Restoring habitats for Coho and Chinook salmon, snowy plover, northern spotted owl, red-legged frog, Point Reyes mountain beaver and more than 50 struggling animal species would be a priority instead of a casualty of Park Service policy.

Thousands of acres committed to cattle would instead be repurposed for wildlife and public recreation.

Water quality at the Seashore is ranked among the worst in the nation.

Cattle in creek at Point Reyes National Seashore
Cattle here produce 134,500,000 pounds of manure annually © Laura Cunningham

Runoff from cattle manure pollutes creeks, ponds, Tomales Bay and the Pacific. Removing cattle from the park would vastly improve water quality overall.

It is ironic that at a national Seashore imperiled by drought and sea-level rise, cattle are the number one source of greenhouse gas emissions. Removing the cattle would be equivalent to taking 6,000 cars off Marin roads ever year.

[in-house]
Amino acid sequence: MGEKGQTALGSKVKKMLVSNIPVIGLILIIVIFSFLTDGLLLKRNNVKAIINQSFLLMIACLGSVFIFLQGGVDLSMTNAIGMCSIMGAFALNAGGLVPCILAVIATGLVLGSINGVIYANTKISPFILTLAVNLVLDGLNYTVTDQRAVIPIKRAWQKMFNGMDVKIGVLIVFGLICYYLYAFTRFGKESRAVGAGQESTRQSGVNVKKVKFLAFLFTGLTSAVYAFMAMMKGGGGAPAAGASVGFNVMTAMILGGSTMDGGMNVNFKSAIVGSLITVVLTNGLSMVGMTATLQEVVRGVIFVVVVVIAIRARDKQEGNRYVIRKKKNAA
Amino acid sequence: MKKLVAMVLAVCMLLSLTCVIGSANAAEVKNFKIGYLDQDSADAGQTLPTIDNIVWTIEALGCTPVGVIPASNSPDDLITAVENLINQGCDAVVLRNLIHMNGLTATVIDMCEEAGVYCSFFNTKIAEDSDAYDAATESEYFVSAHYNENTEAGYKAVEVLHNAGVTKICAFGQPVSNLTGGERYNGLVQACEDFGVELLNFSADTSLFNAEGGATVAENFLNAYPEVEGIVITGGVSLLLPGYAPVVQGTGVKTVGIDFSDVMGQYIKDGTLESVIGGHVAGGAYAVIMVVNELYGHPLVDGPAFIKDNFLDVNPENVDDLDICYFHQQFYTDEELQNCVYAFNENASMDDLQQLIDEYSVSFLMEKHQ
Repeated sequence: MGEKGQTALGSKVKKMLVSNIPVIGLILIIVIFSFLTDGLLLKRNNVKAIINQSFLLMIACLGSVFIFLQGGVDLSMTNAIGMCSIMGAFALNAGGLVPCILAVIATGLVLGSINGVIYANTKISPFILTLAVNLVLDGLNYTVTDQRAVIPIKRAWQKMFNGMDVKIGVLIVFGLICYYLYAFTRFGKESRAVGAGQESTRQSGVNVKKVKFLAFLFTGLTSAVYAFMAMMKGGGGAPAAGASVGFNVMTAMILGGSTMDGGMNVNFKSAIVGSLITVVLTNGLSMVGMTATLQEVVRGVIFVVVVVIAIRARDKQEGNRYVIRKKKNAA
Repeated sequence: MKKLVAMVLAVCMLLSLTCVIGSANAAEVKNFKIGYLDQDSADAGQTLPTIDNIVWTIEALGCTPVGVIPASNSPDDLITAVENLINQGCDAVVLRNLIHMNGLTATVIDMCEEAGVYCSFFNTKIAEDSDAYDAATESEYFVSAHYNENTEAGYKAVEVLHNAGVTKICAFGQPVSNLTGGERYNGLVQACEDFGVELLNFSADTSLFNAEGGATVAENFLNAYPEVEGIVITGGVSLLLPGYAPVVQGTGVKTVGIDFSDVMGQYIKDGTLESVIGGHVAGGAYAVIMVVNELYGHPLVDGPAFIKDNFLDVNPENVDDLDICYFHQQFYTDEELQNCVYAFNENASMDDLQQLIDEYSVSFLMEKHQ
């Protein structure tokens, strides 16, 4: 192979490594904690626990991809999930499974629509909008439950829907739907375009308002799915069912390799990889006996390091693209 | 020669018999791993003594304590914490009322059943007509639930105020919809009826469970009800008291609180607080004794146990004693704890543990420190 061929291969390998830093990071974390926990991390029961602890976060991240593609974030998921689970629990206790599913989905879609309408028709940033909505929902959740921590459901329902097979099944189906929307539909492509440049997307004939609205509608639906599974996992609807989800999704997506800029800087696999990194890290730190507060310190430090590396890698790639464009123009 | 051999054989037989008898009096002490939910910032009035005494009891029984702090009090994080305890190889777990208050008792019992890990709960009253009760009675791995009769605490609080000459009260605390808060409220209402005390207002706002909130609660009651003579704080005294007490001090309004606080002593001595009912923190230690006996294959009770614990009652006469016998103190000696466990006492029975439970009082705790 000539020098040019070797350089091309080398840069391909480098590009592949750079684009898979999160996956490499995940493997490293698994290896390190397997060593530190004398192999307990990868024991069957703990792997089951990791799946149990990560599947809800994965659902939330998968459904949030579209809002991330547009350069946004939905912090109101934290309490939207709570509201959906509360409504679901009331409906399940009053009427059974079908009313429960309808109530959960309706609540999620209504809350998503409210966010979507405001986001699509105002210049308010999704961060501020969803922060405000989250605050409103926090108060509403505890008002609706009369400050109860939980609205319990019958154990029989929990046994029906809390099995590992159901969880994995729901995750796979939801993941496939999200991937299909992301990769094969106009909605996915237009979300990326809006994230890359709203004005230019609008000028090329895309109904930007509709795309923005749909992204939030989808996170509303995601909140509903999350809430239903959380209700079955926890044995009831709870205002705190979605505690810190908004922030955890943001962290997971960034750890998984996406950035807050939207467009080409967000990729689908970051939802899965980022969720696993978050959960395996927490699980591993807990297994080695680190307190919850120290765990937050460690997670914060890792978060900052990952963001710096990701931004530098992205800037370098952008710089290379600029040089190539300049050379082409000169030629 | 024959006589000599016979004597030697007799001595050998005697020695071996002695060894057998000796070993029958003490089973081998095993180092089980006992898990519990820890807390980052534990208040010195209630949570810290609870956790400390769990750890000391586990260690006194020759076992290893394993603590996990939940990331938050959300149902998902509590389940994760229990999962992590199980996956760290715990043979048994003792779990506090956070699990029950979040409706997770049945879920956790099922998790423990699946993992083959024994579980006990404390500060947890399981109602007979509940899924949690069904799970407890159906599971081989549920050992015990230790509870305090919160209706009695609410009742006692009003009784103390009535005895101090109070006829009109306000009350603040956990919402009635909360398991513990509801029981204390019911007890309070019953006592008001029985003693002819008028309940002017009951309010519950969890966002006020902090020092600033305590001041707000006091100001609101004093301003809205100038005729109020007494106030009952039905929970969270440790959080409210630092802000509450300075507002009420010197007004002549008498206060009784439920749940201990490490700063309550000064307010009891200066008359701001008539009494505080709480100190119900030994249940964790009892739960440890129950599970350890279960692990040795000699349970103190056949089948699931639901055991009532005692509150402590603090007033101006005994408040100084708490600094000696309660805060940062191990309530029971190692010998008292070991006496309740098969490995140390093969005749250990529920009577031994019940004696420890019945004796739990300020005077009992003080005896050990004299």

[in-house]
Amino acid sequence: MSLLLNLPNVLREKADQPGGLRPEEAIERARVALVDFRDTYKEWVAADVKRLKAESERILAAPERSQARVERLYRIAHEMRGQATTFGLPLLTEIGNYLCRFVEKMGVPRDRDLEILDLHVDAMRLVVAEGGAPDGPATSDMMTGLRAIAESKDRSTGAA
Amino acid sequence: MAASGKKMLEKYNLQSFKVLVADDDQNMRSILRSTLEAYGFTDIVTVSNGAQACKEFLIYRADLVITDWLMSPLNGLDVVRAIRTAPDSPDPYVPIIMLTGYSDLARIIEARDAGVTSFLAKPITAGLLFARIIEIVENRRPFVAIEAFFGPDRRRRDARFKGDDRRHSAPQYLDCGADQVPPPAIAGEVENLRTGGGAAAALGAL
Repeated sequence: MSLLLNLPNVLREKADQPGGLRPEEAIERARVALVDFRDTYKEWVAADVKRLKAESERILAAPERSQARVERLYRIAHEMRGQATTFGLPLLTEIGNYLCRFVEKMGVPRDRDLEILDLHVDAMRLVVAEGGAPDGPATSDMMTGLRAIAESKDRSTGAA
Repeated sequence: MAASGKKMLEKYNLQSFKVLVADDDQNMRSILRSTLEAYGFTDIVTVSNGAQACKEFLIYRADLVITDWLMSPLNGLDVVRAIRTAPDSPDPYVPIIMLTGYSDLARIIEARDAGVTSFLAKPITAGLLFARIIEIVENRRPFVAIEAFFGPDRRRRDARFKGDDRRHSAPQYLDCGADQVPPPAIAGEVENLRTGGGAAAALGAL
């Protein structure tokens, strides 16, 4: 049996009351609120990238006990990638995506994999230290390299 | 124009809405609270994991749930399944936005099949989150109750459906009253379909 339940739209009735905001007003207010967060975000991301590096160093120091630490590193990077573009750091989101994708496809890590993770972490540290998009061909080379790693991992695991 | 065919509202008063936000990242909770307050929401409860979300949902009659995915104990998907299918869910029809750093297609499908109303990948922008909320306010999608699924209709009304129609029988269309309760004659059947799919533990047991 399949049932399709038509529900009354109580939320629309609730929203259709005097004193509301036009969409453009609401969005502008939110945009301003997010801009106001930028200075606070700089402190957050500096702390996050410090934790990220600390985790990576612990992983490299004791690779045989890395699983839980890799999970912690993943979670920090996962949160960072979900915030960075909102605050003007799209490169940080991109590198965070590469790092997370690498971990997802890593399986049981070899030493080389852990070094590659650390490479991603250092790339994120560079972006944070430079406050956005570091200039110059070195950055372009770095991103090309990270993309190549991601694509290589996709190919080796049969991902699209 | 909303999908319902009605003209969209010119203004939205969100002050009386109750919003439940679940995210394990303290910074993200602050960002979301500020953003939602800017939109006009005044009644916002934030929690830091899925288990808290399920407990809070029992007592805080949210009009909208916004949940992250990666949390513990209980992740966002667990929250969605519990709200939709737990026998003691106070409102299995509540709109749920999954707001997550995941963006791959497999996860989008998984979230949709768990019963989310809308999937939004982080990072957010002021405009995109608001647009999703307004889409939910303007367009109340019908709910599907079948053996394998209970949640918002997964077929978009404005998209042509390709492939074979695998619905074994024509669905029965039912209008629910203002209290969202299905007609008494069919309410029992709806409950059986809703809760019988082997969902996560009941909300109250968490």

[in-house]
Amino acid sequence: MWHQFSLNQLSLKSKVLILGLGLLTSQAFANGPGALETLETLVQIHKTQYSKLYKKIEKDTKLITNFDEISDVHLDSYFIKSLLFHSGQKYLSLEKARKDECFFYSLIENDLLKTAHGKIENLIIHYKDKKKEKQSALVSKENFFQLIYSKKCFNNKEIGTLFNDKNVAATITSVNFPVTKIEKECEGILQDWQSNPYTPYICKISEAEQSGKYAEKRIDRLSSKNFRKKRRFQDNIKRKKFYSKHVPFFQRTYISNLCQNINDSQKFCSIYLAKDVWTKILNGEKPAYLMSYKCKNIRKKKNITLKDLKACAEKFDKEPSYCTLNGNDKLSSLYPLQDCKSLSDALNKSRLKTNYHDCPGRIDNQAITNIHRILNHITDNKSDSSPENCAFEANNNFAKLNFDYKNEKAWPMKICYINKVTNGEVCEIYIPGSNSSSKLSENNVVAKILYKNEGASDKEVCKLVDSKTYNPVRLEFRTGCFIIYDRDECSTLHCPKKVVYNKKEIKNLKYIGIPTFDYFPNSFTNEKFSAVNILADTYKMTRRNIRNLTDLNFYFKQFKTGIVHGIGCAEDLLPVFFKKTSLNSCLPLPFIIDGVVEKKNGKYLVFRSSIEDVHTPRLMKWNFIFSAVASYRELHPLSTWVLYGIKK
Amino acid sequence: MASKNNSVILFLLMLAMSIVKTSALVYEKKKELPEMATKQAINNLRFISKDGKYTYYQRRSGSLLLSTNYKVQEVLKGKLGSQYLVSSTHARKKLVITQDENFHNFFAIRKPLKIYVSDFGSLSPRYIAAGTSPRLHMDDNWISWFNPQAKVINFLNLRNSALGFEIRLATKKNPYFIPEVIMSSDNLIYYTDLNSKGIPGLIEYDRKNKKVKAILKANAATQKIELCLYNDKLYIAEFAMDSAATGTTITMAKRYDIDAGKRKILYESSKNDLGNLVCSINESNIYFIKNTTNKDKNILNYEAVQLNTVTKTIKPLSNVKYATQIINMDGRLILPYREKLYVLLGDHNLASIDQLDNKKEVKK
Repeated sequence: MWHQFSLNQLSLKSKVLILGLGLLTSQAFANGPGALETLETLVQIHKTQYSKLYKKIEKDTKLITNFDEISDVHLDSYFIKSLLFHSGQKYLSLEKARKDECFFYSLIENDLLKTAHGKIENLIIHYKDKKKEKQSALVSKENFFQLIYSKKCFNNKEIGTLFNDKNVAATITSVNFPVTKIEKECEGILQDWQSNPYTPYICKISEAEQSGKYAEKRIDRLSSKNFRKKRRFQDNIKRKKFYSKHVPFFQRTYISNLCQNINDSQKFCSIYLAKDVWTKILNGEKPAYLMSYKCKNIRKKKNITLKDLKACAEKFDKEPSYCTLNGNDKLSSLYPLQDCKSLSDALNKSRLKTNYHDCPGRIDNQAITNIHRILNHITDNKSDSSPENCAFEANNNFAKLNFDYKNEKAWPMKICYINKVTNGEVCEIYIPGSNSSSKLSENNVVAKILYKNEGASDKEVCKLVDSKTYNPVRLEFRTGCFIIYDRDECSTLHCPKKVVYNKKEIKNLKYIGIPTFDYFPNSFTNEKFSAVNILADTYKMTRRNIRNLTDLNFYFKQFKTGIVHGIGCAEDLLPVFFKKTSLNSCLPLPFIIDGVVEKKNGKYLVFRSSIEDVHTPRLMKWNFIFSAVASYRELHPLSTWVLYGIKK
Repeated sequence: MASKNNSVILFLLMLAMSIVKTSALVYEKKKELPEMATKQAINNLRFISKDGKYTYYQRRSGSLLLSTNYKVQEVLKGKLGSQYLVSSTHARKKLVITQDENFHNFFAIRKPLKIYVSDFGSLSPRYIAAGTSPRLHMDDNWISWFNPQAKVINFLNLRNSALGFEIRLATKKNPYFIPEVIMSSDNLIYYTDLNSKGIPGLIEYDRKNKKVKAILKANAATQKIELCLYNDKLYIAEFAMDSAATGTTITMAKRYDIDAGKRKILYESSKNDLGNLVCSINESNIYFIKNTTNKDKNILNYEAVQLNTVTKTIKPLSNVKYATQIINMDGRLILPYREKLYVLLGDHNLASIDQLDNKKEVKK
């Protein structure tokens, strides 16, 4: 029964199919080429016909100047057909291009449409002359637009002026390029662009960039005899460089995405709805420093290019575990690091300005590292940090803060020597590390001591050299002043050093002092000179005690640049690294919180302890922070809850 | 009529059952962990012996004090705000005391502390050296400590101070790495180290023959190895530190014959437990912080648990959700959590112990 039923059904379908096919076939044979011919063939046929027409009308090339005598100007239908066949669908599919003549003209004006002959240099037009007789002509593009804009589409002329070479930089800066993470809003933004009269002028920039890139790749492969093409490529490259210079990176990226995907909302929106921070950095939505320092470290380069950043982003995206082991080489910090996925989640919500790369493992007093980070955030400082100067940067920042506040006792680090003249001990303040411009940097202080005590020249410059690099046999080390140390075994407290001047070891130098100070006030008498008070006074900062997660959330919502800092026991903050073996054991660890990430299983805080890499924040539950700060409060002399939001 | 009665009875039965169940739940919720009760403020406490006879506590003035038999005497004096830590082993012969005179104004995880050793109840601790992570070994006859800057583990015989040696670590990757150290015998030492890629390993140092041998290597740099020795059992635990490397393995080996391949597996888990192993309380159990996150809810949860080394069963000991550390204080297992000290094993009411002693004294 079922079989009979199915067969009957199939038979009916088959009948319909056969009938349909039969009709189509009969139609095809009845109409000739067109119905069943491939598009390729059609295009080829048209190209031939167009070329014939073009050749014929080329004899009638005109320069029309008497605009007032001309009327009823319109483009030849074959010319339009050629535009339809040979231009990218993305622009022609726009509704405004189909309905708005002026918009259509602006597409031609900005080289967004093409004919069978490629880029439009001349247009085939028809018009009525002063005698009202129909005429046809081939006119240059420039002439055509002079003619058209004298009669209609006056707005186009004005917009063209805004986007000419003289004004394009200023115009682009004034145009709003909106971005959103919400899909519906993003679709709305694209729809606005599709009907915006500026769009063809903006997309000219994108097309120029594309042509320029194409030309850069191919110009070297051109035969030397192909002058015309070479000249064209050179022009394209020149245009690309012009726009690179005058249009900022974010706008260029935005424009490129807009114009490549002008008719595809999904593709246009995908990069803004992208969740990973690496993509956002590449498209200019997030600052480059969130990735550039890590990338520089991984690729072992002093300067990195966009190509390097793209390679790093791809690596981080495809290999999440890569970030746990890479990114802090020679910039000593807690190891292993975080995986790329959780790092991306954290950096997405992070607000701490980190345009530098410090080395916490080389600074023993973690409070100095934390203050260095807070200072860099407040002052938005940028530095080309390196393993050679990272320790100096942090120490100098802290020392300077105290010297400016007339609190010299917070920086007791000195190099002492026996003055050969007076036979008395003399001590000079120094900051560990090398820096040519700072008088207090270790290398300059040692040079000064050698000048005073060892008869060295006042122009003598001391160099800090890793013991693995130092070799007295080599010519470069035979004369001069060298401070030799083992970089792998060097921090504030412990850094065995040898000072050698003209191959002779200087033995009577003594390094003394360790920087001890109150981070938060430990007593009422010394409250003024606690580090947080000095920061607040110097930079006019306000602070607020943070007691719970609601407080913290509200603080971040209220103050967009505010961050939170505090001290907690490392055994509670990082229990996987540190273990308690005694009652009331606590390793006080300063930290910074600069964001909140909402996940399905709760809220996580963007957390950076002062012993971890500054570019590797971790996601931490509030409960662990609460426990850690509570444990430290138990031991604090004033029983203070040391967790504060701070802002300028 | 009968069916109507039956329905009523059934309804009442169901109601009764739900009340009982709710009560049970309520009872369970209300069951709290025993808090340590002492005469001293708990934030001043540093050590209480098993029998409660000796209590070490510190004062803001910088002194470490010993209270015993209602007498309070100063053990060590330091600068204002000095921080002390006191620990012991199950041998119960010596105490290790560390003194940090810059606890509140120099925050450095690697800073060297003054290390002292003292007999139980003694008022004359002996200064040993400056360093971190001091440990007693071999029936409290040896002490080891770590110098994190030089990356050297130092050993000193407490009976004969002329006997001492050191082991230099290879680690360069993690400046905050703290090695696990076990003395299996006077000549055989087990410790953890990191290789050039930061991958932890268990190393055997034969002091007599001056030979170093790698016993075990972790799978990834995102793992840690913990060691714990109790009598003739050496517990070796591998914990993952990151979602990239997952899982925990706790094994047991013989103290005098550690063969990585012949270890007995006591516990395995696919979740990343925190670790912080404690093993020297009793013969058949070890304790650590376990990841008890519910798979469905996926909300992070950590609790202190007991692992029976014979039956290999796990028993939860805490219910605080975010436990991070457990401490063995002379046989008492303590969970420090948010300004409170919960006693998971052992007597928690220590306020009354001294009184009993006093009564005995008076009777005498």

As dairy prices fall to all-time lows and beef consumption declines, Seashore ranchers are demanding that the Park Service keep them afloat. They want to raise sheep, goats, chickens and row crops and offer Airbnb-style guest stays. Though underfunded and straining to fulfill its mission to preserve the Seashore “unimpaired” for future generations, the Park Service is expected to give the ranchers what they want when its management plan is released this spring, ensuring that 28,000 acres of our national Seashore remains virtually off limits to the public and precarious for wildlife.

Cow pasture, cattle grazing on former Pt Reyes coastal prairie © Laura Cunningham

Note: Rep. Jared Huffman represents the north coast of California from the Golden Gate Bridge to the Oregon border. He serves on the Natural Resources Committee and a number of caucuses including national parks, safe climate and wild salmon, but has dismissed concerns about the impacts of cattle to the Seashore and supports removing the Tule elk from this national park. Reach Rep. Huffman’s office at 415 258-9657.